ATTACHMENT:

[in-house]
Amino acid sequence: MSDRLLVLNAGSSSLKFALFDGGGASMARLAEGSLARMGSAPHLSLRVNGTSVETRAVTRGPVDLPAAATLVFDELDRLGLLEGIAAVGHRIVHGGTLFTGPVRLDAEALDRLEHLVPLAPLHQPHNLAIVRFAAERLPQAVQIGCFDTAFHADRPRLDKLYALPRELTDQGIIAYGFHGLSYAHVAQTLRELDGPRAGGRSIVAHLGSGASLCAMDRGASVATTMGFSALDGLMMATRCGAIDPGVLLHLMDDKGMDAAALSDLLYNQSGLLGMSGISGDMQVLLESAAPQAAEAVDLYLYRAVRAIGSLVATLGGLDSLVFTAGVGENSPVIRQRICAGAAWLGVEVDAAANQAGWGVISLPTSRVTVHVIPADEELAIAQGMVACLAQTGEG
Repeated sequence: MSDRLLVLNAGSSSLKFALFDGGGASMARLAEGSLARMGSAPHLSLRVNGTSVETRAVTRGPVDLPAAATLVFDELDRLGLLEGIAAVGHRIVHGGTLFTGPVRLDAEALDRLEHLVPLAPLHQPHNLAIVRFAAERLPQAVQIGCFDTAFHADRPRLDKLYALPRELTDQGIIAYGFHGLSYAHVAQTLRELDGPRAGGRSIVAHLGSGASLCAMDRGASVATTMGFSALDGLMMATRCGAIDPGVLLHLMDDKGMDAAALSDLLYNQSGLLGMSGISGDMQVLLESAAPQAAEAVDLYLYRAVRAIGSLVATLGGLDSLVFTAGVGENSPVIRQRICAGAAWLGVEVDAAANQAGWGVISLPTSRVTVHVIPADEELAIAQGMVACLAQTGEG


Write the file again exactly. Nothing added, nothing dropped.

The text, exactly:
[in-house]
Amino acid sequence: MSDRLLVLNAGSSSLKFALFDGGGASMARLAEGSLARMGSAPHLSLRVNGTSVETRAVTRGPVDLPAAATLVFDELDRLGLLEGIAAVGHRIVHGGTLFTGPVRLDAEALDRLEHLVPLAPLHQPHNLAIVRFAAERLPQAVQIGCFDTAFHADRPRLDKLYALPRELTDQGIIAYGFHGLSYAHVAQTLRELDGPRAGGRSIVAHLGSGASLCAMDRGASVATTMGFSALDGLMMATRCGAIDPGVLLHLMDDKGMDAAALSDLLYNQSGLLGMSGISGDMQVLLESAAPQAAEAVDLYLYRAVRAIGSLVATLGGLDSLVFTAGVGENSPVIRQRICAGAAWLGVEVDAAANQAGWGVISLPTSRVTVHVIPADEELAIAQGMVACLAQTGEG
Repeated sequence: MSDRLLVLNAGSSSLKFALFDGGGASMARLAEGSLARMGSAPHLSLRVNGTSVETRAVTRGPVDLPAAATLVFDELDRLGLLEGIAAVGHRIVHGGTLFTGPVRLDAEALDRLEHLVPLAPLHQPHNLAIVRFAAERLPQAVQIGCFDTAFHADRPRLDKLYALPRELTDQGIIAYGFHGLSYAHVAQTLRELDGPRAGGRSIVAHLGSGASLCAMDRGASVATTMGFSALDGLMMATRCGAIDPGVLLHLMDDKGMDAAALSDLLYNQSGLLGMSGISGDMQVLLESAAPQAAEAVDLYLYRAVRAIGSLVATLGGLDSLVFTAGVGENSPVIRQRICAGAAWLGVEVDAAANQAGWGVISLPTSRVTVHVIPADEELAIAQGMVACLAQTGEG